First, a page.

No two people, no matter how compatible they may be, will ever share the same opinion about everything all the time. Would you really want to? The relationship would get dull if you never had a difference of opinion to share with one another. All couples, whether lesbian, gay or straight, need to figure out the most effective way to negotiate their differences if they want the relationship to be fulfilling and long-lasting. In many cases, this negotiation of differences involves an argument.
There are ways to express contrary opinions without causing irreparable damage to the relationship. In other words, there are ways to argue with your partner that won’t end in a breakup. Arguments can actually be productive and help your relationship grow, as long as you both agree to stick to a few ground rules.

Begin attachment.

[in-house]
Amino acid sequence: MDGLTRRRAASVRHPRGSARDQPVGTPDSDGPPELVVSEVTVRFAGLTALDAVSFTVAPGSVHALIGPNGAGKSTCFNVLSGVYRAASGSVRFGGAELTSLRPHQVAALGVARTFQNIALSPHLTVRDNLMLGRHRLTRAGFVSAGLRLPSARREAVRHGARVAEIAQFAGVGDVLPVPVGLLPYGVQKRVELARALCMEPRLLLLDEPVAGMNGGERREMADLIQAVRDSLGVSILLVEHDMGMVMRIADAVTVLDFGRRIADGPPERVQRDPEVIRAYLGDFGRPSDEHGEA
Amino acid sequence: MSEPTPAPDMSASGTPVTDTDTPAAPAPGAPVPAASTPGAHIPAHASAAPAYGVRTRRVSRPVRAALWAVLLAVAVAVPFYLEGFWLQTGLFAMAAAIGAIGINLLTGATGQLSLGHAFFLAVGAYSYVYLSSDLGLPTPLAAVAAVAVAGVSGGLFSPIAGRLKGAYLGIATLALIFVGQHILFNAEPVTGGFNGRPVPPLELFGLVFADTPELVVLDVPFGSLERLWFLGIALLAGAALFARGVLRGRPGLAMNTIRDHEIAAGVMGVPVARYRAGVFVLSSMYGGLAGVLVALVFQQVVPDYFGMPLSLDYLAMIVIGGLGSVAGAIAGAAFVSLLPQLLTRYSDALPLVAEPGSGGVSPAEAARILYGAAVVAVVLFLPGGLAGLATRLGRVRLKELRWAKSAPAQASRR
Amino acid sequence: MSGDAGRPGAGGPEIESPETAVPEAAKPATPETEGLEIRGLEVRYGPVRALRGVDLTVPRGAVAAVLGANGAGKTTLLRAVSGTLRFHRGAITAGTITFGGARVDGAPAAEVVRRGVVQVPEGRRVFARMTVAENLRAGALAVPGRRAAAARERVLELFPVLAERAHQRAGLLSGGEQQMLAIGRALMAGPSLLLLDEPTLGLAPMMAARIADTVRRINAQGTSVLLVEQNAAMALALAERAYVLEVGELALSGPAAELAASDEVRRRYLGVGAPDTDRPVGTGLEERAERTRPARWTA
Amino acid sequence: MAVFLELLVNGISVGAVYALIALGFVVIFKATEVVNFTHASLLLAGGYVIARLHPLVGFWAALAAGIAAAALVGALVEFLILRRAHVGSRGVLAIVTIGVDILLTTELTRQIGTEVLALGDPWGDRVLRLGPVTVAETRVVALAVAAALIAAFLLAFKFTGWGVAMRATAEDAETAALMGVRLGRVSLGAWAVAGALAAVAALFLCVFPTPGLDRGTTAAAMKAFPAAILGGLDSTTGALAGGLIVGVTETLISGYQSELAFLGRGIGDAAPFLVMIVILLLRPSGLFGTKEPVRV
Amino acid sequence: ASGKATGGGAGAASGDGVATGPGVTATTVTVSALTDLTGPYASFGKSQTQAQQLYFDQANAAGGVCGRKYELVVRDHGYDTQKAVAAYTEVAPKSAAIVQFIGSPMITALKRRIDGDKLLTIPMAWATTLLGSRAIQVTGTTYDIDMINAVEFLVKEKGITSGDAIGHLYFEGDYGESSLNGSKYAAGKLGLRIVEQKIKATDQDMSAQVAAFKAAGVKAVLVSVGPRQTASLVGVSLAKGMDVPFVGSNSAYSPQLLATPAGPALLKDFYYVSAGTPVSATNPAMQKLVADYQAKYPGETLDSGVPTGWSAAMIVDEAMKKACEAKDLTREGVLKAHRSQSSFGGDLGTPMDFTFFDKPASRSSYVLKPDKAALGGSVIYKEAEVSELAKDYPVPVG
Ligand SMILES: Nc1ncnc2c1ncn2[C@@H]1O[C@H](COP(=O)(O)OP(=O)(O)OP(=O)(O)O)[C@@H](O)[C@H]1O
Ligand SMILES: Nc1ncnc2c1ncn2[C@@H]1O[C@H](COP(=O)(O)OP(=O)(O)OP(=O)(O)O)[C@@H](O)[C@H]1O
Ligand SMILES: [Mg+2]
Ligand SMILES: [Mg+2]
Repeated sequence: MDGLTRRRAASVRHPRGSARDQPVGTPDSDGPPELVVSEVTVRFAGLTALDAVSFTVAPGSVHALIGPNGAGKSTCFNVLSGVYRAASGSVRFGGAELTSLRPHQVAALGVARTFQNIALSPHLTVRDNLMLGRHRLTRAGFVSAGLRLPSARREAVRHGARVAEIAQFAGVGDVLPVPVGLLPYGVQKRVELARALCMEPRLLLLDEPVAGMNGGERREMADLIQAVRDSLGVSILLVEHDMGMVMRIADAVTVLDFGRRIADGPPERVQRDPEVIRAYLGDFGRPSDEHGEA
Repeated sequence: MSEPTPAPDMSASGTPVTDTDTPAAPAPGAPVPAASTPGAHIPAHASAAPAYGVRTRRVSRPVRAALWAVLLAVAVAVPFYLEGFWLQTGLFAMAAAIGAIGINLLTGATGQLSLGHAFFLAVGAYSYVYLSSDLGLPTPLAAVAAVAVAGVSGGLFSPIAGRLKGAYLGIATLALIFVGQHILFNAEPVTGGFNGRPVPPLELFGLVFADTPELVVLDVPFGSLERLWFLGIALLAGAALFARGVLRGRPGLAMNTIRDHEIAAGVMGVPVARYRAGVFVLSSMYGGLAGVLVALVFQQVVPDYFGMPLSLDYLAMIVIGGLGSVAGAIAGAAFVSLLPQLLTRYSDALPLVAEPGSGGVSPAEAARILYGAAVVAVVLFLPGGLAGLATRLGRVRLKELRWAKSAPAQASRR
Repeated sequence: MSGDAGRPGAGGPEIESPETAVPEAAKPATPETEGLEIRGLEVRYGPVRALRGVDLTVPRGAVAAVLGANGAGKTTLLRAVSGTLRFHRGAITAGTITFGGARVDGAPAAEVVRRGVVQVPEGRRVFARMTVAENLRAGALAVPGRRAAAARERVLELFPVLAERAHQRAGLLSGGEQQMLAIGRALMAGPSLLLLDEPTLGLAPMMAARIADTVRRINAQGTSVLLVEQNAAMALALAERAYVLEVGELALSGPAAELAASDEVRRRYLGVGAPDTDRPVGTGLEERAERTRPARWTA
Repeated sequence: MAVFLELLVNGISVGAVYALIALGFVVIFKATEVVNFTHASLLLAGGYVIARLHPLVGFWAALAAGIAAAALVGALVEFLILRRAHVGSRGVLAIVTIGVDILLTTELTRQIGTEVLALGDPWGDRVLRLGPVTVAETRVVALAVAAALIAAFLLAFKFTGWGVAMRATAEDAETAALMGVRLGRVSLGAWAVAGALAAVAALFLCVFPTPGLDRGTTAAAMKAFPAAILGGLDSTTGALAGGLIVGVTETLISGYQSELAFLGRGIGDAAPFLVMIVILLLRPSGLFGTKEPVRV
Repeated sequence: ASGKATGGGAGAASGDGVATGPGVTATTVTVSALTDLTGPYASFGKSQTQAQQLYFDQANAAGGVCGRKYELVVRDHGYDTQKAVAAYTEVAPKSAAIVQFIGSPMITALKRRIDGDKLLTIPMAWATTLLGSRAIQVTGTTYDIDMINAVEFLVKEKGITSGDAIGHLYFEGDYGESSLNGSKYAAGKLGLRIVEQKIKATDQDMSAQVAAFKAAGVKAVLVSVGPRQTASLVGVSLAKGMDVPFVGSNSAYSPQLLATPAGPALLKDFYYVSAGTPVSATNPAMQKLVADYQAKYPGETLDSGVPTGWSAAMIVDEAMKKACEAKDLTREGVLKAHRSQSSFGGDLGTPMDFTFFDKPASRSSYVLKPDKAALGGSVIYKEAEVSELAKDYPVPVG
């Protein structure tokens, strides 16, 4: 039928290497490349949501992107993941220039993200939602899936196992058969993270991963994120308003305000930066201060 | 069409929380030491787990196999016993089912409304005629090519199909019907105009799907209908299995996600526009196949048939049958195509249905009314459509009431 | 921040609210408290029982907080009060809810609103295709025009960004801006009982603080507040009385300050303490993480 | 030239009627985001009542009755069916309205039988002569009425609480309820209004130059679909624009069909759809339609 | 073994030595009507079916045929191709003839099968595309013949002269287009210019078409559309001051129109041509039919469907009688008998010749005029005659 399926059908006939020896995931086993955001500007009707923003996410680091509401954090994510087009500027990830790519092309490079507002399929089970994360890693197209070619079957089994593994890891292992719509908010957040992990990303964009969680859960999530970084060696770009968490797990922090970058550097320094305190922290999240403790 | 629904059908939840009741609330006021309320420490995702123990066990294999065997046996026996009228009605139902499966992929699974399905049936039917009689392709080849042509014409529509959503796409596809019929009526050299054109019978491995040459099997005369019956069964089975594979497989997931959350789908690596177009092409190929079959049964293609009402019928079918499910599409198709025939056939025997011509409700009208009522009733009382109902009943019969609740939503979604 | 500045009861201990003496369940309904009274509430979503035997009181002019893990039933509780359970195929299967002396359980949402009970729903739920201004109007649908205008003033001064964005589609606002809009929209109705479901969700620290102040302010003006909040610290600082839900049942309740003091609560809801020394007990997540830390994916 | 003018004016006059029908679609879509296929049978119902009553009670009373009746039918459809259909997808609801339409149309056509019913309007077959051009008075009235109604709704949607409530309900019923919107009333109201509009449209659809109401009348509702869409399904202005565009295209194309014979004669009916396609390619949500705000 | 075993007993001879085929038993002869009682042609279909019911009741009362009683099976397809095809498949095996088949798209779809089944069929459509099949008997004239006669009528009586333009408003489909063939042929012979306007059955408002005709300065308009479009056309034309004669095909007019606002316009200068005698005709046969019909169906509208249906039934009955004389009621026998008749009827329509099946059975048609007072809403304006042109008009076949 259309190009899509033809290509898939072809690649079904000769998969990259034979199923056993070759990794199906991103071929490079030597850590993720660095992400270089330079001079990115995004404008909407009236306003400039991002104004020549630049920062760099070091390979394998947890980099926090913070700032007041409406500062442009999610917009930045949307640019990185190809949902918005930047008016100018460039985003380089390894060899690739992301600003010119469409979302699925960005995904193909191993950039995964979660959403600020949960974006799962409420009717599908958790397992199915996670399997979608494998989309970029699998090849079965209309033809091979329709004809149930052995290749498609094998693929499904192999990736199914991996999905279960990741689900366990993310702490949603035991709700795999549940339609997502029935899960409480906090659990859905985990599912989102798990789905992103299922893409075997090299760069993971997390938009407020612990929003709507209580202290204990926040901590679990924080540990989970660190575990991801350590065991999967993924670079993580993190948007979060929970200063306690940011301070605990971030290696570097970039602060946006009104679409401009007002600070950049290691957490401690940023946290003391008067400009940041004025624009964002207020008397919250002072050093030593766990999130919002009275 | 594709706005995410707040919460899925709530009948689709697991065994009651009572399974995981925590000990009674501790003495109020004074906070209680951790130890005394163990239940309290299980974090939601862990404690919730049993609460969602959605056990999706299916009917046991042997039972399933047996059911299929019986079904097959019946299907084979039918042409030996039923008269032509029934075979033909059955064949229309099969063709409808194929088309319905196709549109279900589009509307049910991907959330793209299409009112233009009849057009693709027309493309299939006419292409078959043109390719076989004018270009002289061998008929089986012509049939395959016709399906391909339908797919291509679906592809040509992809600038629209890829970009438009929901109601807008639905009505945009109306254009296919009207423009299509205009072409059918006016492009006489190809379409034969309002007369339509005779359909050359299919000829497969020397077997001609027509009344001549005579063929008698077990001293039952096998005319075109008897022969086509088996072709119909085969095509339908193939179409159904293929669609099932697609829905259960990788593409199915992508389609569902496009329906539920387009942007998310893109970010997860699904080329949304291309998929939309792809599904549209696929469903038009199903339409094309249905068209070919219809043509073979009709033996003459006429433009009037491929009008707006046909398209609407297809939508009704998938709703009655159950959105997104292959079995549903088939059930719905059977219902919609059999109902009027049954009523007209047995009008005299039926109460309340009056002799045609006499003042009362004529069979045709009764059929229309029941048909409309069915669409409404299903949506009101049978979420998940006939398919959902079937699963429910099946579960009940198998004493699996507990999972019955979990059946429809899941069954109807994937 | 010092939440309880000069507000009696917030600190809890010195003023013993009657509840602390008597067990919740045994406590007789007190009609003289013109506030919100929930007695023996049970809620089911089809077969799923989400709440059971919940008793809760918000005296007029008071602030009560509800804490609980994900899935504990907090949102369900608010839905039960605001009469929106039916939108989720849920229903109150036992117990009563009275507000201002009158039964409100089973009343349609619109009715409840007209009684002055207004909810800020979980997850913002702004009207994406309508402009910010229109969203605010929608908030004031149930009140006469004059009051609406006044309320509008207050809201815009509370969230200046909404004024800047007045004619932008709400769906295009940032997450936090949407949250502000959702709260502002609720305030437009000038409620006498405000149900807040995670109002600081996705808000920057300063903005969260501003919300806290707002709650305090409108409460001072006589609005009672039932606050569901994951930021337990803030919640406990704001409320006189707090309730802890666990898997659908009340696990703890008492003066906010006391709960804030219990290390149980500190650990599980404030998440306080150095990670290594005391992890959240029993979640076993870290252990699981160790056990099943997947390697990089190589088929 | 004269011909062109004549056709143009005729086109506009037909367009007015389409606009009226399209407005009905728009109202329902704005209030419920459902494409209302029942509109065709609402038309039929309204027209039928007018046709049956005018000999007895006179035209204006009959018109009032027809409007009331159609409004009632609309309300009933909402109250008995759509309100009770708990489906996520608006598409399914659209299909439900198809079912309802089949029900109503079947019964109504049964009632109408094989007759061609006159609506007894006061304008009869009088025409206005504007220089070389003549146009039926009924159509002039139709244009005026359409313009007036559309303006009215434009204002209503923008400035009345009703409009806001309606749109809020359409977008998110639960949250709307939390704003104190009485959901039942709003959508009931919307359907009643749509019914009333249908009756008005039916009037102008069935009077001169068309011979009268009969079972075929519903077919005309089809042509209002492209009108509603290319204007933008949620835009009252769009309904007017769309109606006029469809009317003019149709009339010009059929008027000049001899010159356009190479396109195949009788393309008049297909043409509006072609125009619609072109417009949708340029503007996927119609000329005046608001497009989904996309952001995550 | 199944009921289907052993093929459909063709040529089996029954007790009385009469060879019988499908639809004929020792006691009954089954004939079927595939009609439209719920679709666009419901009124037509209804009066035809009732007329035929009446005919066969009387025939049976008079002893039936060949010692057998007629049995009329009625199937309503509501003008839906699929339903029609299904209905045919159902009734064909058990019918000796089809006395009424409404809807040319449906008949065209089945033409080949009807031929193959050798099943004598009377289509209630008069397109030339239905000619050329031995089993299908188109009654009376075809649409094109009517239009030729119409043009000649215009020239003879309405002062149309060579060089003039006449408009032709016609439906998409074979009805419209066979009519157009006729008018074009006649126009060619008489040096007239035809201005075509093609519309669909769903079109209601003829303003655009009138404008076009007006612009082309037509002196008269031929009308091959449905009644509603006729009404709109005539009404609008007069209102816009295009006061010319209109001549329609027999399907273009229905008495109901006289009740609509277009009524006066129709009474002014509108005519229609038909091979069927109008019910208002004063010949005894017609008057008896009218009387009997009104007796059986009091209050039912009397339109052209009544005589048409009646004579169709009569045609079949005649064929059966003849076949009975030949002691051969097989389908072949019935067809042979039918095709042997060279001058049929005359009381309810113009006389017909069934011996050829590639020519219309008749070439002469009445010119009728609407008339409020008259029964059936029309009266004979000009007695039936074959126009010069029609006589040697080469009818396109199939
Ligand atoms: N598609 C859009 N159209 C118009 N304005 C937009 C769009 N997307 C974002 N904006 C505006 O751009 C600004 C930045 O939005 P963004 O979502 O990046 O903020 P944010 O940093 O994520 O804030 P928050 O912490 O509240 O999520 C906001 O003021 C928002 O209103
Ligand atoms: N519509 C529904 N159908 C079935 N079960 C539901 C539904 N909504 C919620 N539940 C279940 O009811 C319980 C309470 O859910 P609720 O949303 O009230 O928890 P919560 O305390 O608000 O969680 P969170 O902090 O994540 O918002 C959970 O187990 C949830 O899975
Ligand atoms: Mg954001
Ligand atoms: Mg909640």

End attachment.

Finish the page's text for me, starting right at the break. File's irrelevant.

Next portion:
The ground rules for productive arguing include:
- Tackle the issue, not your partner. There is no room in a productive argument for name-calling, personal attacks or hateful words.
- Use specifics, not generalizations. Making statements that include words like “always” or “never” is neither accurate nor productive. Instead of saying your partner “never” cleans up after herself, provide specific instances when this happened.
- Stick to the issue at hand. Do not bring up other complaints during the argument if they don’t relate to the issue. Otherwise, you’ll get mired in old grievances and never resolve the original issue that caused the argument.
- Keep the volume down. The louder you get, the less you are heard. Yelling during an argument rarely helps solve the problem. Once you start raising your voice, you will find the focus will quickly turn from the issue to the noise.
The Silent Treatment
Giving your partner the silent treatment is just another form of non-productive arguing. No one likes to be shut out, so clamming up will only add fuel to your partner’s frustration and anger. Don’t sulk in the corner if you really aren’t ready to have this argument. Instead, let your partner know you can’t discuss it at that moment, but you are willing to continue the discussion at a later time.
Arguing often gets a bad rap, but if it’s done in a productive way that causes neither disrespect nor under-valuing, it can bring you even closer together.